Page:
- Pathway #4: Embracing Deconstruction and Reconstruction—your ability to deconstruct your existing beliefs and rebuild a new life for yourself has been taken away by society’s interest in maintaining the status quo. This pathway helps you deconstruct your old ways of thinking so you can rebuild your life around emotion, inner knowledge, and imagination.
Glennon Doyle’s Untamed: Key Advice
Doyle’s experiences have taught her a great deal about how to rebuild life on her terms, and she calls her readers to do the same. She asserts that the world needs more wild women, and suggests four ways you can begin rebuilding your life to align with your truest self.
1) Let go of your old assumptions, beliefs, worldviews, and social conditioning. Be committed to holding on to nothing but the truth. Start a journal to reflect on how your ideas about gender, sexuality, family life, religion, and race have been influenced by society’s messaging.
(Shortform note: Committing to letting go of old beliefs and writing about your social conditioning can be overwhelming if you try to tackle too many beliefs at once—focus on just a few of these beliefs at a time. In Awaken the Giant Within, Tony Robbins provides a useful process for addressing just a few damaging beliefs at a time. He suggests writing down all of your beliefs and then identifying the ones that have had significant negative impacts on your life. Robbins says that you then choose just two of these negative beliefs—and focus on thoroughly deconstructing each one. You can revisit this lexercise as needed until you deconstruct each negative belief on the list.)
2) Be willing to lose the things in your life that are good enough. When you create a more beautiful vision of your life, you should never compromise that vision by tolerating the things that are just “good enough.”
(Shortform note: There’s some debate around the value of “good enough” things. While Doyle encourages you to reject “good enough,” other authors argue that you should embrace it. In Good Enough, Kate Bowler suggests that the expectation that your life should be in a state of constant pursuit of “the best” is an unrealistic goal—and this commitment to only the best can make it harder for you to handle setbacks or disappointment. Bowler says that you should instead embrace the “good enough” life. This means striving for what is possible today, while acknowledging that there may be setbacks in the future that you may not be able to control.)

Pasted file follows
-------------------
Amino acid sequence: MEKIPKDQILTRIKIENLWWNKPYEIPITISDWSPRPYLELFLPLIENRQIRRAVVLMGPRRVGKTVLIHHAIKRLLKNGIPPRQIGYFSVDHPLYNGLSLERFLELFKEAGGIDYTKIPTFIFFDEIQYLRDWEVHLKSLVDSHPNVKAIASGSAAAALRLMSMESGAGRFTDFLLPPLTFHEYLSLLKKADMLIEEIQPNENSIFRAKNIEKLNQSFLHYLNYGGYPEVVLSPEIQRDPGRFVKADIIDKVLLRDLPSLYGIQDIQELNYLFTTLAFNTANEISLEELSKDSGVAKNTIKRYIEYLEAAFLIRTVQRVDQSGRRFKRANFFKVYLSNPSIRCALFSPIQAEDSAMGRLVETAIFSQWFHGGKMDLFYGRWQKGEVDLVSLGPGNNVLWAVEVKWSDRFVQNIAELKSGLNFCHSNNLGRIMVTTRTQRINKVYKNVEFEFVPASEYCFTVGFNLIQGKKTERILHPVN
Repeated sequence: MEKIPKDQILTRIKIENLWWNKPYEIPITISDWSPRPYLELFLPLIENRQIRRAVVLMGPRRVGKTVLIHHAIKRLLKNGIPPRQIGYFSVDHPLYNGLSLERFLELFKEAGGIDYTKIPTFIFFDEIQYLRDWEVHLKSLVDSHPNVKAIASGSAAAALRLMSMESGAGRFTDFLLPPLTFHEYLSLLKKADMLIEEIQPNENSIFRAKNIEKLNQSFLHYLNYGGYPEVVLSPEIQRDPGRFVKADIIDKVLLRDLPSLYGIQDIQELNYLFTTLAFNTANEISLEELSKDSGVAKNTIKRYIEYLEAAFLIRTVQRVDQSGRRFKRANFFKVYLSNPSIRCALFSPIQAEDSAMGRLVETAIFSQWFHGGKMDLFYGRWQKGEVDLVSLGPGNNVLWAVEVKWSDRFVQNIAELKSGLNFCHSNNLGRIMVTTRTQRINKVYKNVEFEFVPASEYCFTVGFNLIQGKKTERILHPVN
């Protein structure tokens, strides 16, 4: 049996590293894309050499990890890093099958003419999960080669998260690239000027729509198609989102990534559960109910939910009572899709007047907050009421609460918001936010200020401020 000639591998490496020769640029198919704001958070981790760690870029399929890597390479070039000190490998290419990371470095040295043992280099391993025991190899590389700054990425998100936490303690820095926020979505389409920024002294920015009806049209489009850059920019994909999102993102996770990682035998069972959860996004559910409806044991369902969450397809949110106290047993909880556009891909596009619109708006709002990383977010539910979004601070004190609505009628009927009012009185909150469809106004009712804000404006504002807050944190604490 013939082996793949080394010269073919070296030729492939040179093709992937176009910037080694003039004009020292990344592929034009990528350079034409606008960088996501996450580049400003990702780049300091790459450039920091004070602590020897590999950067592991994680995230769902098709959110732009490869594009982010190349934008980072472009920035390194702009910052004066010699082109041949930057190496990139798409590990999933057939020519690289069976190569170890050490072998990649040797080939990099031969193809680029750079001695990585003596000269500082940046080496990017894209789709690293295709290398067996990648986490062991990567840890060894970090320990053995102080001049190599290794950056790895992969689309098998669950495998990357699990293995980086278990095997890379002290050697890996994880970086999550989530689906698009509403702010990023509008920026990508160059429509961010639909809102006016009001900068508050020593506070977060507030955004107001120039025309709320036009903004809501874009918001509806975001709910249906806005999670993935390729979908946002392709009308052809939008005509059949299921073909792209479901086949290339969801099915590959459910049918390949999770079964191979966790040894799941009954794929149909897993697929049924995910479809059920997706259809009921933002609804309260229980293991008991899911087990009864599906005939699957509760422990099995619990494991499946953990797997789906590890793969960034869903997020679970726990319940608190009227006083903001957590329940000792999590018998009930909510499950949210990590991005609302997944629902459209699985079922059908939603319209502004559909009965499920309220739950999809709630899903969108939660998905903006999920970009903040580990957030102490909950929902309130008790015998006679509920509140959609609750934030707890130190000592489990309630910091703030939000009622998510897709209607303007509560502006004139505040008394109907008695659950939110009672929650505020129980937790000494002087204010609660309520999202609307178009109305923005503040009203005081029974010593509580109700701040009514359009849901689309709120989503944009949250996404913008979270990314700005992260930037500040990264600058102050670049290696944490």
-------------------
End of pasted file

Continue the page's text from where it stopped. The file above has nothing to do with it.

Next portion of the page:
3) Be willing to disappoint people who don’t understand your new priorities or see your vision. Trying to please others will compromise your reconstruction.
(Shortform note: Being willing to disappoint people often involves getting rid of people-pleasing tendencies—which can be stressful for you and trigger unpleasant reactions in others. In The Disease to Please, Harriet Braiker suggests focusing on being considerate of others—that is, listening to them attentively and considering their views—while sticking to your vision and asserting your perspectives. This balance helps the people in your life not feel alienated from you and come to terms with their potential disappointment about your decisions.)
4) Write new messages to yourself about what you believe and who you are as a person. These new messages can be expressed in a journal or carried deep within you. Revise these messages as needed on an ongoing basis for the rest of your life.
(Shortform note: In The Success Principles, Jack Canfield says that you should begin the process of writing new messages to yourself by writing down the things that make you happy. Reflecting on what you write down is a great way to better understand who you are and what defines you as a person. The combination of a positive focus and a deeper understanding of yourself can empower you to create optimistic messages for the future.)
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Here's what you'll find in our full Untamed summary :
- Glennon Doyle's story of freeing herself from society's rules and expectations
- Why you should rebuild your life using emotion, intuition, and imagination
- A look at how young women are taught to repress their emotions and desires